Pilots "repeatedly" tried recommended procedures to prevent the crash of flight ET302, a preliminary report finds.
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Investigators with the US National Transportation and Safety Board (NTSB) look over debris at the crash site of Ethiopian Airlines Flight ET 302. Image copyright Getty Images
The Ethiopian Airlines plane that crashed last month nosedived several times before it hit the ground, a preliminary report has said.
Pilots "repeatedly" followed procedures recommended by Boeing before the crash, according to the first official report into the disaster.
Despite their efforts, pilots "were not able to control the aircraft", Transport Minister Dagmawit Moges said.
Flight ET302 crashed after take-off from Addis Ababa, killing 157 people.
It was the second crash of a Boeing 737 Max aircraft in five months.
Last October, Lion Air flight JT 610 crashed into the sea near Indonesia killing all 189 people on board.
In a news conference in Addis Ababa, Ms Dagmawit said: "The crew performed all the procedures repeatedly [that were] provided by the manufacturer but were not able to control the aircraft."
In a statement, the chief executive of Ethiopian Airlines, Tewolde GebreMariam, said he was "very proud" of the pilotsʼ "high level of professional performance".
"It was very unfortunate they could not recover the airplane from the persistence of nosediving," the airline said in a statement.
The 737 Max family of aircraft was grounded following the Ethiopian Airlines crash, a move affecting more than 300 planes.
Investigators have focused their attention on the Manoeuvring Characteristics Augmentation System (MCAS) - software designed to help prevent the 737 Max from stalling.
The software reacts when sensors in the nose of the aircraft show the jet is climbing at too steep an angle, which can cause a plane to stall.
An investigation into the Lion Air flight suggested the system malfunctioned, and forced the planeʼs nose down more than 20 times before it crashed into the sea.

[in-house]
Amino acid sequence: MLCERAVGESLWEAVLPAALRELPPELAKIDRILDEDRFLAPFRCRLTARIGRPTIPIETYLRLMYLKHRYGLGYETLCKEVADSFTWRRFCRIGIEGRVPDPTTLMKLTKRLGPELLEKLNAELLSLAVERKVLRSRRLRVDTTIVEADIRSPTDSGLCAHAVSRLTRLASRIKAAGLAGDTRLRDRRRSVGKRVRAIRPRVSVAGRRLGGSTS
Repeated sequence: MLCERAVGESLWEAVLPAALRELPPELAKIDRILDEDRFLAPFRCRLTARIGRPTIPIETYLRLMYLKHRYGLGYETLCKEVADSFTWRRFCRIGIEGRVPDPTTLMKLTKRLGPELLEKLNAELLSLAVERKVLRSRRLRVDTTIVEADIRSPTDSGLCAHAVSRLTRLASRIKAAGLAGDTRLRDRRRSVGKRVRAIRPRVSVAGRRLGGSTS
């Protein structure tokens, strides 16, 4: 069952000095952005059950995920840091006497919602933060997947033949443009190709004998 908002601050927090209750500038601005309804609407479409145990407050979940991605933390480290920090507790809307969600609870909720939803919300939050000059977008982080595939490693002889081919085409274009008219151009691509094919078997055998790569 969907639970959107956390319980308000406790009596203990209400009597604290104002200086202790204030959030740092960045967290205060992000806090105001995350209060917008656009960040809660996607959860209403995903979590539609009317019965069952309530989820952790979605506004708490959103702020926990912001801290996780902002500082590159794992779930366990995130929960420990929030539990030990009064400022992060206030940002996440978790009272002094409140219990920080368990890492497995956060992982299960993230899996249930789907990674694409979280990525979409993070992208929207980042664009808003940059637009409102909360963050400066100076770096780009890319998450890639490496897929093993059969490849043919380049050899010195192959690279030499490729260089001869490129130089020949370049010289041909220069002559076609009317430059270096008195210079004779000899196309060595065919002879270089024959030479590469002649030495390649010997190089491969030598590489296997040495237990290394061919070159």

The preliminary report from Indonesian investigators found that a faulty sensor on the aircraft wrongly triggered MCAS without the pilotsʼ knowledge.
Boeing has been working on an upgrade of the MCAS software since the Lion Air crash.
It has said the system can be disabled - allowing pilots to regain control if there appears to be a problem.
But the latest comments from Ethiopian officials suggest that pilots could not regain control, despite following procedures recommended by Boeing.
Analysis: What does the report mean for Boeing?
By Tom Burridge, BBC transport correspondent
Image copyright Getty Images
Image caption Hundreds of 737 Maxs are grounded worldwide
Two crashes, five months apart, with a total of 346 people dead.
Both preliminary crash reports suggest a new design to the 737 Max 8 malfunctioned, pushing each plane repeatedly into a nosedive.
One lawsuit has been filed. More are likely.
The suffering of those whoʼve lost loved ones canʼt be quantified. But the commercial toll for the manufacturer and damage to its reputation, at this stage, canʼt be either.
Hundreds of 737 Maxs are grounded worldwide. Thousands of orders are, for now on ice, and some could even be in jeopardy.
The Max was Boeingʼs answer to Airbusʼ A320: a single-aisle, fuel-efficient short-haul plane.
But in the opinion of one experienced 737 pilot, the new anti-stall system, which was added to the aircraft and contributed to both crashes, was "flawed".
Boeing is working to fix it. It needs to get the aircraft certified as safe and back in the air as soon as it can.
Read more from Tom here.
The preliminary report from Ethiopian authorities did not attribute blame for the crash and did not give detailed analysis of the flight.
But it did suggest that Boeing review the aircraft control system and said aviation authorities should confirm the problem had been solved before allowing the 737 Max back into the air.
Boeing has issued guidance to pilots on how to manage MCAS.
It plans to install an extra warning system on all 737 Max aircraft, which was previously an optional safety feature.
It is also revising pilot training to provide "enhanced understanding of the 737 Max" flight system and crew procedures.
The planemaker says the upgrades are not an admission that MCAS caused the crashes.
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Pilots "repeatedly" tried recommended procedures to prevent the crash of flight ET302, a preliminary report finds.www.bbc.co.uk